While the archaeological digs that the Ecole continues to direct are funded by the French government, the library itself only receives a small subvention from them and is otherwise privately funded. It serves not only as a research library for advanced students of Biblical studies and archaeology but also as the private library for the Dominican fathers of the St. Stephen‘s Convent and for the staff and students at the Ecole. The students at the Ecole are predominantly European, especially French, and chiefly study biblical exegesis. Many of them go on to teach at Catholic Seminaries or at educational programs in their Dioceses. The Ecole only grants degrees at the doctoral level, awarding a DSS, or Doctorate of Sacred Scripture, a degree certified by the Vatican. To meet the needs of the Dominican fathers and these students, the library includes works on Christian theology and religion from the fourteenth century to the present. But the library mainly functions as a research institute for advanced specialists in Biblical studies and archaeology.

On the subject of Jerusalem, the collection is excellent on the city‘s ancient history and archaeology. Moreover, it has numerous works of travel literature by ancient and medieval pilgrims and much on Jerusalem during the Crusader period. However, there is little beyond the standard scholarly texts about Jerusalem during the Islamic periods or about the present-day city. Palestinians who turn to the library for primary, archival material about the many dimensions of the city‘s Islamic and Arab past will be disappointed. The collection is limited by the library‘s founding aim of exploring the Biblical roots of European culture.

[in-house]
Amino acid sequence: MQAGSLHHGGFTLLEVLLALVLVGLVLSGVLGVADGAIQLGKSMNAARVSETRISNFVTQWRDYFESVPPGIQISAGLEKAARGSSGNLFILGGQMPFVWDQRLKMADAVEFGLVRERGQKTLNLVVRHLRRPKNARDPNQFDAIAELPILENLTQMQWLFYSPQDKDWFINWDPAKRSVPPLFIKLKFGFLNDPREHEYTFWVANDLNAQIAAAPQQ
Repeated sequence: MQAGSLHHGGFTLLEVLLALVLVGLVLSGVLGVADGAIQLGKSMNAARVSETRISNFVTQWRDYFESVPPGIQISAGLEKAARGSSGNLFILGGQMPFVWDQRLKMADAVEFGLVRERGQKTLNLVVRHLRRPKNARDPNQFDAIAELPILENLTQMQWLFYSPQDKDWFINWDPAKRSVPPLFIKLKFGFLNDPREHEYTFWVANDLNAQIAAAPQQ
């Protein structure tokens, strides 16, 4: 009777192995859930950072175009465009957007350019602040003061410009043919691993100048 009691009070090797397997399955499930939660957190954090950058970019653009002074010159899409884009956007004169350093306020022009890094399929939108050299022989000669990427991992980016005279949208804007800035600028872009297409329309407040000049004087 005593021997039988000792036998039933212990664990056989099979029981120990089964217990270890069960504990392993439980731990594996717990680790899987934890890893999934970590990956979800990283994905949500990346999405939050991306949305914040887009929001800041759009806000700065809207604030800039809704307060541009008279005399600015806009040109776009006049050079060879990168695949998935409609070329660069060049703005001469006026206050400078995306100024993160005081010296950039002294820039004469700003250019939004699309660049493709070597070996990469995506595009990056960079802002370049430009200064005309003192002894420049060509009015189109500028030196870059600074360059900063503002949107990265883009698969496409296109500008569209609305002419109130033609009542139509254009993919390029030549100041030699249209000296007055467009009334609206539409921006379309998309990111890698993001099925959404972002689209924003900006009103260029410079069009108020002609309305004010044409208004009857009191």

The library has computerized approximately two-thirds of its collection, using a system that lets one search through both books and periodicals. For example, a search by author will call up both books and articles by that author, a feature that makes for a very convenient and powerful research tool. The catalogue is being computerized according to the most frequently researched subjects, meaning that the complete sections concerning the New Testament, the Old Testament, and Palestinian Archaeology can now be searched. Currently being computerized is the section on Greco-Roman archaeology and literature.

For researchers in Biblical studies and archaeology the library of the Ecole Biblique constitutes a superb resource. Its particular advantage is that it concentrates a great range of material related to Biblical studies in one area, with all the resources easily accessible via open stacks. Once you gain library privileges, you are free to roam through the stacks and can find everything readily available in one space, thus expediting research. However, because the library has open stacks that offer such a rich variety of materials, public access is restricted to doctoral or post-doctoral students who apply in advance and send their credentials, or to local graduate students who want material unavailable in their own institution‘s library.

J. D.


1We would like to thank Father Kevin McCaffrey, Librarian at the Ecole Biblique, for allowing JQF to interview him for this piece. return